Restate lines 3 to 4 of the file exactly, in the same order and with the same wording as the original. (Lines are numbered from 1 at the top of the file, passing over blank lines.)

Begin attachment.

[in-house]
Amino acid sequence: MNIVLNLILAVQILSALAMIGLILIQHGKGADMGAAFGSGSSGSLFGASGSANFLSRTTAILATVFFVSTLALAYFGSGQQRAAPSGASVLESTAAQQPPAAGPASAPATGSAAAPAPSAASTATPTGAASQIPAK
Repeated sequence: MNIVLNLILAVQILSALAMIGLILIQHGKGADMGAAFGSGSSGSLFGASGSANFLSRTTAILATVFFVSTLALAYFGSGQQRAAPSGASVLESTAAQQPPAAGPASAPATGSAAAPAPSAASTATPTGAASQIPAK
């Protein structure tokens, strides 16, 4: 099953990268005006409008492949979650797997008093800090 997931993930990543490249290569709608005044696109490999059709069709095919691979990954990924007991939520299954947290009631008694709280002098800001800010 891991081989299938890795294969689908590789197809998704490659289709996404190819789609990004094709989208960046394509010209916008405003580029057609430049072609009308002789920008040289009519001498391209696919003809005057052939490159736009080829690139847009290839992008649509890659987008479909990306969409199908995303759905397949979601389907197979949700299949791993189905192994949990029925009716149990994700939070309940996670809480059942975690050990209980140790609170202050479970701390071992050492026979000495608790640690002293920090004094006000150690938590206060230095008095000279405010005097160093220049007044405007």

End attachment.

Repeated sequence: MNIVLNLILAVQILSALAMIGLILIQHGKGADMGAAFGSGSSGSLFGASGSANFLSRTTAILATVFFVSTLALAYFGSGQQRAAPSGASVLESTAAQQPPAAGPASAPATGSAAAPAPSAASTATPTGAASQIPAK
């Protein structure tokens, strides 16, 4: 099953990268005006409008492949979650797997008093800090 997931993930990543490249290569709608005044696109490999059709069709095919691979990954990924007991939520299954947290009631008694709280002098800001800010 891991081989299938890795294969689908590789197809998704490659289709996404190819789609990004094709989208960046394509010209916008405003580029057609430049072609009308002789920008040289009519001498391209696919003809005057052939490159736009080829690139847009290839992008649509890659987008479909990306969409199908995303759905397949979601389907197979949700299949791993189905192994949990029925009716149990994700939070309940996670809480059942975690050990209980140790609170202050479970701390071992050492026979000495608790640690002293920090004094006000150690938590206060230095008095000279405010005097160093220049007044405007």